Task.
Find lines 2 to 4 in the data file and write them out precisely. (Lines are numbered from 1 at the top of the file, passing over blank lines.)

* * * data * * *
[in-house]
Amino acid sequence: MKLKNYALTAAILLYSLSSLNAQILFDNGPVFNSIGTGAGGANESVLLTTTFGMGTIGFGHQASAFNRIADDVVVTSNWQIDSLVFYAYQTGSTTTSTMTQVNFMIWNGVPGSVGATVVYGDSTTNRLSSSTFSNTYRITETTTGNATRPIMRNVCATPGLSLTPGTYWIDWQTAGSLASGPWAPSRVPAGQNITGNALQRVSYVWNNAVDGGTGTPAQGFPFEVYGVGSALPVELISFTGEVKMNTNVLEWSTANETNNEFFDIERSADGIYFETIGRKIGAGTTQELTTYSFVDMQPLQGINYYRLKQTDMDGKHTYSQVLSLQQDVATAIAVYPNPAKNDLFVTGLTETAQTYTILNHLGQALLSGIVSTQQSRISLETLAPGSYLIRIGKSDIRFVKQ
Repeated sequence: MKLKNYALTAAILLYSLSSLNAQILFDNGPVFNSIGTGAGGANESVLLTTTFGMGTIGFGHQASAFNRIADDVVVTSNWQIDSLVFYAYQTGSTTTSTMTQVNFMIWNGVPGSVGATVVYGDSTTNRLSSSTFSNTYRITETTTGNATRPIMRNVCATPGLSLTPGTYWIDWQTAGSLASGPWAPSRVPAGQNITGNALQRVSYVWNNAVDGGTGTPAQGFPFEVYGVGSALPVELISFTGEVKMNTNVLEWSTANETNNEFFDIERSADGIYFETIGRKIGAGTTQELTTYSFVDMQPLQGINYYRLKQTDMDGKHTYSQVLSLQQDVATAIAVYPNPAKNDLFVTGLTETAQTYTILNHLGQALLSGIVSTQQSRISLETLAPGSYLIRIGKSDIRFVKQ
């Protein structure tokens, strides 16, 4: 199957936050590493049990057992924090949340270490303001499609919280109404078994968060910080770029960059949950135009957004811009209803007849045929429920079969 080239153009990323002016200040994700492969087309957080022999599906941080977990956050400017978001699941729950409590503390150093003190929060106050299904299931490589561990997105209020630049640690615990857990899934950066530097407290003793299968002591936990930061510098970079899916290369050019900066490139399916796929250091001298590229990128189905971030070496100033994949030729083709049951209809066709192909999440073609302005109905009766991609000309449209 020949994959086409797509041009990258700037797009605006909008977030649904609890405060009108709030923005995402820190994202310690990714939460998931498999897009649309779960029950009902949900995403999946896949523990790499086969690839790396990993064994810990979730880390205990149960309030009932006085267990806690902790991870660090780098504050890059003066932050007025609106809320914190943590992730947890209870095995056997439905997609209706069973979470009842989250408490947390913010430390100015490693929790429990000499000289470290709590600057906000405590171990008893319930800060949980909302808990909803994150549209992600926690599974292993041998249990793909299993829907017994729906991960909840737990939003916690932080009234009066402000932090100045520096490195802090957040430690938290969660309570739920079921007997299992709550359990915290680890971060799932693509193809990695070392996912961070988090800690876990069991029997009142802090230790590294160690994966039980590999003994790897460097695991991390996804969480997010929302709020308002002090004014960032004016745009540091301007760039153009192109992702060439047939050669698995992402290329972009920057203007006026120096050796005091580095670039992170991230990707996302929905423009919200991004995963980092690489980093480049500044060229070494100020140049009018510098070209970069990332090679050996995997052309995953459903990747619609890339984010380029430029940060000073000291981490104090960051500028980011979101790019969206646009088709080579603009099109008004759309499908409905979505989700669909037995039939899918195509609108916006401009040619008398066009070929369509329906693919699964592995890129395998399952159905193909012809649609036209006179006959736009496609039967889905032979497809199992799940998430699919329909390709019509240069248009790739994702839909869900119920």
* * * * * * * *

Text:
Amino acid sequence: MKLKNYALTAAILLYSLSSLNAQILFDNGPVFNSIGTGAGGANESVLLTTTFGMGTIGFGHQASAFNRIADDVVVTSNWQIDSLVFYAYQTGSTTTSTMTQVNFMIWNGVPGSVGATVVYGDSTTNRLSSSTFSNTYRITETTTGNATRPIMRNVCATPGLSLTPGTYWIDWQTAGSLASGPWAPSRVPAGQNITGNALQRVSYVWNNAVDGGTGTPAQGFPFEVYGVGSALPVELISFTGEVKMNTNVLEWSTANETNNEFFDIERSADGIYFETIGRKIGAGTTQELTTYSFVDMQPLQGINYYRLKQTDMDGKHTYSQVLSLQQDVATAIAVYPNPAKNDLFVTGLTETAQTYTILNHLGQALLSGIVSTQQSRISLETLAPGSYLIRIGKSDIRFVKQ
Repeated sequence: MKLKNYALTAAILLYSLSSLNAQILFDNGPVFNSIGTGAGGANESVLLTTTFGMGTIGFGHQASAFNRIADDVVVTSNWQIDSLVFYAYQTGSTTTSTMTQVNFMIWNGVPGSVGATVVYGDSTTNRLSSSTFSNTYRITETTTGNATRPIMRNVCATPGLSLTPGTYWIDWQTAGSLASGPWAPSRVPAGQNITGNALQRVSYVWNNAVDGGTGTPAQGFPFEVYGVGSALPVELISFTGEVKMNTNVLEWSTANETNNEFFDIERSADGIYFETIGRKIGAGTTQELTTYSFVDMQPLQGINYYRLKQTDMDGKHTYSQVLSLQQDVATAIAVYPNPAKNDLFVTGLTETAQTYTILNHLGQALLSGIVSTQQSRISLETLAPGSYLIRIGKSDIRFVKQ
């Protein structure tokens, strides 16, 4: 199957936050590493049990057992924090949340270490303001499609919280109404078994968060910080770029960059949950135009957004811009209803007849045929429920079969 080239153009990323002016200040994700492969087309957080022999599906941080977990956050400017978001699941729950409590503390150093003190929060106050299904299931490589561990997105209020630049640690615990857990899934950066530097407290003793299968002591936990930061510098970079899916290369050019900066490139399916796929250091001298590229990128189905971030070496100033994949030729083709049951209809066709192909999440073609302005109905009766991609000309449209 020949994959086409797509041009990258700037797009605006909008977030649904609890405060009108709030923005995402820190994202310690990714939460998931498999897009649309779960029950009902949900995403999946896949523990790499086969690839790396990993064994810990979730880390205990149960309030009932006085267990806690902790991870660090780098504050890059003066932050007025609106809320914190943590992730947890209870095995056997439905997609209706069973979470009842989250408490947390913010430390100015490693929790429990000499000289470290709590600057906000405590171990008893319930800060949980909302808990909803994150549209992600926690599974292993041998249990793909299993829907017994729906991960909840737990939003916690932080009234009066402000932090100045520096490195802090957040430690938290969660309570739920079921007997299992709550359990915290680890971060799932693509193809990695070392996912961070988090800690876990069991029997009142802090230790590294160690994966039980590999003994790897460097695991991390996804969480997010929302709020308002002090004014960032004016745009540091301007760039153009192109992702060439047939050669698995992402290329972009920057203007006026120096050796005091580095670039992170991230990707996302929905423009919200991004995963980092690489980093480049500044060229070494100020140049009018510098070209970069990332090679050996995997052309995953459903990747619609890339984010380029430029940060000073000291981490104090960051500028980011979101790019969206646009088709080579603009099109008004759309499908409905979505989700669909037995039939899918195509609108916006401009040619008398066009070929369509329906693919699964592995890129395998399952159905193909012809649609036209006179006959736009496609039967889905032979497809199992799940998430699919329909390709019509240069248009790739994702839909869900119920």